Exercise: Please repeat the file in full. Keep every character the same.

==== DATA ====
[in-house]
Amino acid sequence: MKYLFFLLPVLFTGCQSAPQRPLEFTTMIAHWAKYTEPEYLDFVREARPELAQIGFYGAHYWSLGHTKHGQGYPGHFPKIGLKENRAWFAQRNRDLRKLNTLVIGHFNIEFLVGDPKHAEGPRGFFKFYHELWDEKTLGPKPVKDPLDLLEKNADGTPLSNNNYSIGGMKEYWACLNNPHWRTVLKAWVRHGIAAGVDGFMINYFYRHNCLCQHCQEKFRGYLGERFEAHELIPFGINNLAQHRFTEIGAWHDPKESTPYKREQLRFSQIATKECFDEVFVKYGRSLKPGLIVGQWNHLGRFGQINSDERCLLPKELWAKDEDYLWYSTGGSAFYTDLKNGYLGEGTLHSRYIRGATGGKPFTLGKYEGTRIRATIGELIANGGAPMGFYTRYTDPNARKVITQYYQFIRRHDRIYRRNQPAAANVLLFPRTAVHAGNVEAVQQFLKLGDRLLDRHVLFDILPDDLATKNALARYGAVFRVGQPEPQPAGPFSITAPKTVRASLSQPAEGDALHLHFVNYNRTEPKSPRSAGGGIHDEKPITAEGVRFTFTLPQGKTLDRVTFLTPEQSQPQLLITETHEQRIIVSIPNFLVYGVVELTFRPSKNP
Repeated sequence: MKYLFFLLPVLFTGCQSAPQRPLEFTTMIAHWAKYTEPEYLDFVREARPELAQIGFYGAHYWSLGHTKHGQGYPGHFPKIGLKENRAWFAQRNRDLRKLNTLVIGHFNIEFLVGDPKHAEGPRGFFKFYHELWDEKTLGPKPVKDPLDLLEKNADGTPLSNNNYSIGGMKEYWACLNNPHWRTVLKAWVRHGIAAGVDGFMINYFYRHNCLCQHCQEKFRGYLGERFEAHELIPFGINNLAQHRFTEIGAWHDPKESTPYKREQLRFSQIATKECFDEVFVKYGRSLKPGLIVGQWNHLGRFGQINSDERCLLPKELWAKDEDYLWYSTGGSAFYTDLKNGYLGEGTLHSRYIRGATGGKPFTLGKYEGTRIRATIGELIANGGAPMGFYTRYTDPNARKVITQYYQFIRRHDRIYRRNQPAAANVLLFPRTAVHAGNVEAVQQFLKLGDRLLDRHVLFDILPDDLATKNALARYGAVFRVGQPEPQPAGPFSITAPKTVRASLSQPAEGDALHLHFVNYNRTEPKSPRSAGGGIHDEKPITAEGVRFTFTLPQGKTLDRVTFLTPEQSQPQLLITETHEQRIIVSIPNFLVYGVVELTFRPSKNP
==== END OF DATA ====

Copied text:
[in-house]
Amino acid sequence: MKYLFFLLPVLFTGCQSAPQRPLEFTTMIAHWAKYTEPEYLDFVREARPELAQIGFYGAHYWSLGHTKHGQGYPGHFPKIGLKENRAWFAQRNRDLRKLNTLVIGHFNIEFLVGDPKHAEGPRGFFKFYHELWDEKTLGPKPVKDPLDLLEKNADGTPLSNNNYSIGGMKEYWACLNNPHWRTVLKAWVRHGIAAGVDGFMINYFYRHNCLCQHCQEKFRGYLGERFEAHELIPFGINNLAQHRFTEIGAWHDPKESTPYKREQLRFSQIATKECFDEVFVKYGRSLKPGLIVGQWNHLGRFGQINSDERCLLPKELWAKDEDYLWYSTGGSAFYTDLKNGYLGEGTLHSRYIRGATGGKPFTLGKYEGTRIRATIGELIANGGAPMGFYTRYTDPNARKVITQYYQFIRRHDRIYRRNQPAAANVLLFPRTAVHAGNVEAVQQFLKLGDRLLDRHVLFDILPDDLATKNALARYGAVFRVGQPEPQPAGPFSITAPKTVRASLSQPAEGDALHLHFVNYNRTEPKSPRSAGGGIHDEKPITAEGVRFTFTLPQGKTLDRVTFLTPEQSQPQLLITETHEQRIIVSIPNFLVYGVVELTFRPSKNP
Repeated sequence: MKYLFFLLPVLFTGCQSAPQRPLEFTTMIAHWAKYTEPEYLDFVREARPELAQIGFYGAHYWSLGHTKHGQGYPGHFPKIGLKENRAWFAQRNRDLRKLNTLVIGHFNIEFLVGDPKHAEGPRGFFKFYHELWDEKTLGPKPVKDPLDLLEKNADGTPLSNNNYSIGGMKEYWACLNNPHWRTVLKAWVRHGIAAGVDGFMINYFYRHNCLCQHCQEKFRGYLGERFEAHELIPFGINNLAQHRFTEIGAWHDPKESTPYKREQLRFSQIATKECFDEVFVKYGRSLKPGLIVGQWNHLGRFGQINSDERCLLPKELWAKDEDYLWYSTGGSAFYTDLKNGYLGEGTLHSRYIRGATGGKPFTLGKYEGTRIRATIGELIANGGAPMGFYTRYTDPNARKVITQYYQFIRRHDRIYRRNQPAAANVLLFPRTAVHAGNVEAVQQFLKLGDRLLDRHVLFDILPDDLATKNALARYGAVFRVGQPEPQPAGPFSITAPKTVRASLSQPAEGDALHLHFVNYNRTEPKSPRSAGGGIHDEKPITAEGVRFTFTLPQGKTLDRVTFLTPEQSQPQLLITETHEQRIIVSIPNFLVYGVVELTFRPSKNP